Ella Kissi-Debrah 'living on knife edge' before death

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Image caption,
Ella Kissi-Debrah lived 25 metres from the South Circular Road in south-east London

A nine-year-old girl who died following an asthma attack had been "living on a knife edge" in the months before her death, an inquest has heard.

Ella Kissi-Debrah, who lived near the South Circular Road in Lewisham, south-east London, died in February 2013.

Prof Sir Stephen Holgate told Southwark Coroner's Court Ella had an "exceptionally rare" condition which put her at "exquisite" risk.

The inquest is looking at whether air pollution contributed to her death.

Sir Stephen, who is a professor of immunopharmacology at the University of Southampton, told the court Ella's condition along with her surroundings had meant she was at risk.

"I've used the term 'Ella was living on a knife edge'. What that really means is that... a very small change can lead to a dramatic event," he said.

He told the inquest nine-year-old Ella had prolonged coughing fits which were induced by "hyper-secretion" of mucus in her lungs, and these had worsened in the winter months of 2012.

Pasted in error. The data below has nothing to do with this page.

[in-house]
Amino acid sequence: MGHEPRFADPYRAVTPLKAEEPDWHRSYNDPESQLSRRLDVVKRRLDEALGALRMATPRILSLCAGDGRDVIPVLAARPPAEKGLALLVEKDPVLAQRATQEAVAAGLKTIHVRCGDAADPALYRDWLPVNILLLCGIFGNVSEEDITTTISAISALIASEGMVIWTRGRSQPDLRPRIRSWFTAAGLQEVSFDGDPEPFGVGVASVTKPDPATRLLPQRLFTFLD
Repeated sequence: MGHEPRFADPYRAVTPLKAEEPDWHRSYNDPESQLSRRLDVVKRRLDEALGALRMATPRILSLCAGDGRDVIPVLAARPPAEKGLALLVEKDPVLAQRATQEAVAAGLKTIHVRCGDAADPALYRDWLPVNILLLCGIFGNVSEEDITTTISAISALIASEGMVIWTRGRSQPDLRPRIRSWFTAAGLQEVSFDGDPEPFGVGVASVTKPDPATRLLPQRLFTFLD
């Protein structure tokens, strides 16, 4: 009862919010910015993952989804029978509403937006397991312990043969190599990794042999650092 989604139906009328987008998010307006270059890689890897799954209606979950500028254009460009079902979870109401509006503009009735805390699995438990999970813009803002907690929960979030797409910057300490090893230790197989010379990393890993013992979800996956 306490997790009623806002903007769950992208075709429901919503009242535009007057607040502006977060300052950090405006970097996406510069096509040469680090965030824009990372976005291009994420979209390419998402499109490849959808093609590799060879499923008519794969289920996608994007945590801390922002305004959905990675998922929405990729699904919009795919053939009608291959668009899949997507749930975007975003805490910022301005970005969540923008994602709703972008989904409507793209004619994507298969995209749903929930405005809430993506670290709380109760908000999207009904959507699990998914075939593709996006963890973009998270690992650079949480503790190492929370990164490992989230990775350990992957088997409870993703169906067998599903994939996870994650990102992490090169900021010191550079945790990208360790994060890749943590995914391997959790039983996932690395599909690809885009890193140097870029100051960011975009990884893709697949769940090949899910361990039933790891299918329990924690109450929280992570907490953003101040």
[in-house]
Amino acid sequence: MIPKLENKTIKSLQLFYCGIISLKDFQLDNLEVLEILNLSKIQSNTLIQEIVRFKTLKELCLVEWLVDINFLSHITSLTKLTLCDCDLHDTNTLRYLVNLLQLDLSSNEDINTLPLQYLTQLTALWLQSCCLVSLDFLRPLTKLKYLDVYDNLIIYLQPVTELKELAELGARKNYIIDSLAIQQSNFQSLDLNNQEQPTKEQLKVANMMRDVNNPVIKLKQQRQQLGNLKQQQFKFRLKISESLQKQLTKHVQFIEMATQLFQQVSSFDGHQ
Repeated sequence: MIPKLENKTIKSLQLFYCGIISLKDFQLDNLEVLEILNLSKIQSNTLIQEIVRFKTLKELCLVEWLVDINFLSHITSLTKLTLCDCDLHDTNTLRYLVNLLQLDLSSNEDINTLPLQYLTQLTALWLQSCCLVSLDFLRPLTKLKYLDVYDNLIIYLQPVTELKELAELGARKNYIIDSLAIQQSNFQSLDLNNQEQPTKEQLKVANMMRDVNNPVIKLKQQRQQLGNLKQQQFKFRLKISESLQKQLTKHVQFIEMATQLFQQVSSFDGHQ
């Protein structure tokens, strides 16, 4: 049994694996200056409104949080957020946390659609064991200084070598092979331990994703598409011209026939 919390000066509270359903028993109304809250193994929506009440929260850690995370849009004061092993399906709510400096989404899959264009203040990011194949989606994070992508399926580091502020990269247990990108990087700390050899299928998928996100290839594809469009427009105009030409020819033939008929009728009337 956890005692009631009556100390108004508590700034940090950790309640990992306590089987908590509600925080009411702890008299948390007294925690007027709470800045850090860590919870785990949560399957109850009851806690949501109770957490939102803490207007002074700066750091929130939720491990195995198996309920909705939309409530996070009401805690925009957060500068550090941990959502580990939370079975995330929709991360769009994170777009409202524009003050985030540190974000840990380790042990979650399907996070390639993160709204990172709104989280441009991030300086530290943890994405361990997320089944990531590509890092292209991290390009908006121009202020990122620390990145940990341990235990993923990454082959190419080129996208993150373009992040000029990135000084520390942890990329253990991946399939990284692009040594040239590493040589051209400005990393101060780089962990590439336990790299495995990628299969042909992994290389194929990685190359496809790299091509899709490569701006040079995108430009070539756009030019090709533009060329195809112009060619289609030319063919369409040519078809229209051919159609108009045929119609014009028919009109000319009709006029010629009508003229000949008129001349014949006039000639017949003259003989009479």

"During these winter months, when air pollution was getting worse in her neighbourhood... this is when she would be experiencing her worse exposures," he said.

Sir Stephen added that air pollution had been known as an exacerbating factor in asthmatics, including children, "for at least 40 years, if not longer".

Image source, Rosamund Adoo-Kissi-Debrah
Image caption,
Ella was classified as disabled due to her respiratory problems

He wrote a report in 2018 which found that the levels of pollution at the Catford monitoring station, one mile from Ella's home, had "consistently" exceeded lawful EU limits over the three years prior to her death.

The paper led to the family being granted a new inquest to look into whether air pollution contributed to the nine-year-old's fatal asthma attack.

Sir Stephen told the inquest it was "almost certain" that Ella's asthma would have been "substantially less severe" if the concentration of pollution in the local area had been within the limits.

"If she had been moved out of the area into an area which was much less polluted, based on my evaluation... I would suggest that she would have improved," he said.

Prof Paul Wilkinson, from the London School of Tropical Diseases, told the court Ella was likely to have been exposed to above average levels of pollution "even for London", because of how close she lived to the busy South Circular.

Ella may become the first person in the UK for whom air pollution is listed as the cause of death.

The hearing continues.

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